A recent issue contained a communications column on receiving television on a boat ("Television on board," Issue No. 93, Nov./Dec. 1998). The author, Jay Robbins, did a good job of surveying the various actively stabilized DBS antennas. However, a few points might have been a bit clearer. I work as a broadcast engineer at a network affiliate and have considerable experience in KU-band video transmission.
Robbins states, "forget about watching Weather Channel updates while sailing through a class-five hurricane: no system can compensate for that much movement." From practical experience in trying to send and receive KU-band satellite transmissions, I can safely say that movement is only one of the problems in watching satellite TV in heavy weather. Long before the ship motion became a problem, the video would go away due to rain-fade; in the case of an 18- to 24-inch direct satellite dish, a heavy rain will reduce the signal to an unusable level and cause the receiver to lose lock on the signal, which causes the antenna stabilizer system’s electronic feedback loop to be broken and send the dish into a search mode to reacquire the signal. The loop would only be restored after the receiver regains a signal strong enough to reestablish lock. At the time that the receiver lost lock, the best thing to do would be to shut the system down and save the boat’s batteries.
In terms of weather degradation, small-dish systems suffer most commonly in heavy rain. Dense fog will decrease the signal, but it usually isn’t enough to completely block it. Snow usually causes problems when the viewer allows the dish to become snow packed. In the air, snow only causes difficulties when the density of snowfall is roughly equal to a heavy rain.
One other weather-related problem Robbins didn’t mention is electrostatic discharge. A nearby (one and a half miles) lightning bolt can be enough to damage a small-dish system’s circuitseven if the system is turned off and properly grounded. I have had to replace modules on my shore-based system twice after nearby lightning strikes.
One large variable to good reception is physical obstruction. Few people realize it, but a KU-band signal can actually be completely blocked by tree limbs, leaves, and pine needlesnever mind steel shrouds, metal in mast fixtures, or even large amounts of nylon or canvas. A good rule to remember is that a satellite signal is a microwave transmission, and microwavesas well as their close cousins radar wavestravel line-of-sight paths. Ideally, a small satellite dish should be placed in a location where it always has a stable and unobstructed view of the satellite. On a sailing craft, the only time this can be absolutely guaranteed is when the dish is mounted to a piling dockside. Failing that (who wants a boat that never sails?), perhaps a mount on either beam amidships for a stabilized system would work.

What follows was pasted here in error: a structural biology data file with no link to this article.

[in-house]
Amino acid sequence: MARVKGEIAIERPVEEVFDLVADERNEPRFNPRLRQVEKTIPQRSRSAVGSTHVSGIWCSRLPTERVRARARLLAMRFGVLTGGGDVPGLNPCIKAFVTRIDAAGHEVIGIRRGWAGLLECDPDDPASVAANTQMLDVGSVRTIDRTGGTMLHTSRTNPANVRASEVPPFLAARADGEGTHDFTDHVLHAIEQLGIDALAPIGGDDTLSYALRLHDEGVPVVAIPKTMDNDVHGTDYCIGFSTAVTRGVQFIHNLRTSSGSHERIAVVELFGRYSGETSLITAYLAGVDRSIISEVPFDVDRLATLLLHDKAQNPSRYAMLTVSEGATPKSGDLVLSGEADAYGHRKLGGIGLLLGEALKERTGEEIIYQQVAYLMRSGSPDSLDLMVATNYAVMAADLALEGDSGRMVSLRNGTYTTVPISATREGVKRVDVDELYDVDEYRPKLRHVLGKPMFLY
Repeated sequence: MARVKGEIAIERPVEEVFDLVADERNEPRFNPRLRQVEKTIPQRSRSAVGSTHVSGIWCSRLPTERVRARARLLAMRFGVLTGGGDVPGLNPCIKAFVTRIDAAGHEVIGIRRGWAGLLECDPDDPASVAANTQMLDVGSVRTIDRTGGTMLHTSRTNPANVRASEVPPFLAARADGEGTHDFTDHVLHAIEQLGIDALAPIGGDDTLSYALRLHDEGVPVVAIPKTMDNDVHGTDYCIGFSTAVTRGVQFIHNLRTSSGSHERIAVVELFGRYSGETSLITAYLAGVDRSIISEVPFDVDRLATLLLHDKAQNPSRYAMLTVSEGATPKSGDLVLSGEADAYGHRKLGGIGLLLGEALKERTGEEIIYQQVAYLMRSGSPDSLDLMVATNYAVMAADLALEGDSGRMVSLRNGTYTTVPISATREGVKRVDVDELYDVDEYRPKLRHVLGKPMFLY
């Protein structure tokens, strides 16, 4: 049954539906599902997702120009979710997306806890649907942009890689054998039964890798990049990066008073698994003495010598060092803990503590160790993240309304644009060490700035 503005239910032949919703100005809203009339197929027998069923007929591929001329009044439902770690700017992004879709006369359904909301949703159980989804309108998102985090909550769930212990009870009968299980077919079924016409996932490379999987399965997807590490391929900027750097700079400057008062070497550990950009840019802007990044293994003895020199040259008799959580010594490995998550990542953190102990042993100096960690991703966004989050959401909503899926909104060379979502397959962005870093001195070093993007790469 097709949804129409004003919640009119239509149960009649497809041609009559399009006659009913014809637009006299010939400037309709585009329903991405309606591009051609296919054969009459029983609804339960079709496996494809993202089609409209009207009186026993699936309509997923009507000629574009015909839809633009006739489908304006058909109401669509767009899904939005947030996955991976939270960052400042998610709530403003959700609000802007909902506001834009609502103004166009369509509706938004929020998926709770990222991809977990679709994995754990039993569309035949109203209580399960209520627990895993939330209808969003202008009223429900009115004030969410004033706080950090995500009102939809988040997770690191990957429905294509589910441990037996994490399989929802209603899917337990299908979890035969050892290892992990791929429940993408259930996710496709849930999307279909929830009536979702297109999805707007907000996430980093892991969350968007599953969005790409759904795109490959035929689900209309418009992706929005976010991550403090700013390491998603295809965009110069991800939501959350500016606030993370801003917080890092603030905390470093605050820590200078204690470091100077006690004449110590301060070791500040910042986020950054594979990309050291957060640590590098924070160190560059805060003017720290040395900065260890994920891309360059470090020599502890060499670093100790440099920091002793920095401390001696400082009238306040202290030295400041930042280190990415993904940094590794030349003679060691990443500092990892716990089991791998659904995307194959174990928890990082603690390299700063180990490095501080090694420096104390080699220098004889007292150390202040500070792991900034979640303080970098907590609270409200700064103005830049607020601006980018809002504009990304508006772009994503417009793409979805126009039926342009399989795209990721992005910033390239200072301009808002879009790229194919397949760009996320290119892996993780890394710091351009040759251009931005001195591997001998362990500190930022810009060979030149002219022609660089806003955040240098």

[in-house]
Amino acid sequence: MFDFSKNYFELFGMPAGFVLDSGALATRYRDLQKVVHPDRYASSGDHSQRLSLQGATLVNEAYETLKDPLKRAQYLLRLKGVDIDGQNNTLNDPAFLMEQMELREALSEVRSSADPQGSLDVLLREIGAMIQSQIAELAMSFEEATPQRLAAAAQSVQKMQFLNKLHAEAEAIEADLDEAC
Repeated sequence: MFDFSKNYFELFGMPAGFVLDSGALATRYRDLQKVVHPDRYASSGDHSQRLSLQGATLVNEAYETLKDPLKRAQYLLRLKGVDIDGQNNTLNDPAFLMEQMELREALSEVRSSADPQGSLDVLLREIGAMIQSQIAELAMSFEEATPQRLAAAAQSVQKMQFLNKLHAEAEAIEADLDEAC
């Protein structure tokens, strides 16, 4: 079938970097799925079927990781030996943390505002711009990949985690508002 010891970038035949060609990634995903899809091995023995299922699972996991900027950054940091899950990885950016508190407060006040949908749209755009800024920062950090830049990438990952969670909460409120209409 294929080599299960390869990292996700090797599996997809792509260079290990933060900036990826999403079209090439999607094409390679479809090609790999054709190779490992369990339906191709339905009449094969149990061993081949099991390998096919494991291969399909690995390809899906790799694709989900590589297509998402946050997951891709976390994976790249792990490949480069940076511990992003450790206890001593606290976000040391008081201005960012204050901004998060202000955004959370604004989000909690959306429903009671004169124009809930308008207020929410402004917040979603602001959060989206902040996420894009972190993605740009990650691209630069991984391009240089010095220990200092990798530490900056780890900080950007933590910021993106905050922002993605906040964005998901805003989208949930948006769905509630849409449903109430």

Robbins is correct in his urging to get the largest antenna you can get with a given system. Digital KU transmissions, by their very nature, allow smaller antenna sizeswitness the increasing use of smaller and smaller satellite news-gathering vehicles, some of which are the size of a sport-utility truck. Unfortunately, the marketing departments of the various direct-to-home satellite services used the "smaller is better" approach as a major selling point for their systems and pushed the designers to make the reflectors as small as practically feasible. In terms of coverage, the DBS 2 & 3 satellites are located directly above the equator at approximately 101° west longitude, placing the strongest signal for DirectTV and PrimeStar roughly in the center of the U.S. However, the footprint of the satellites allows for good fringe coverage to almost 300 miles offshore in placesperhaps farther with a very good system in calm water. A larger dish will increase the chances of a usable signal near the fringes of a satellite’s coverage area.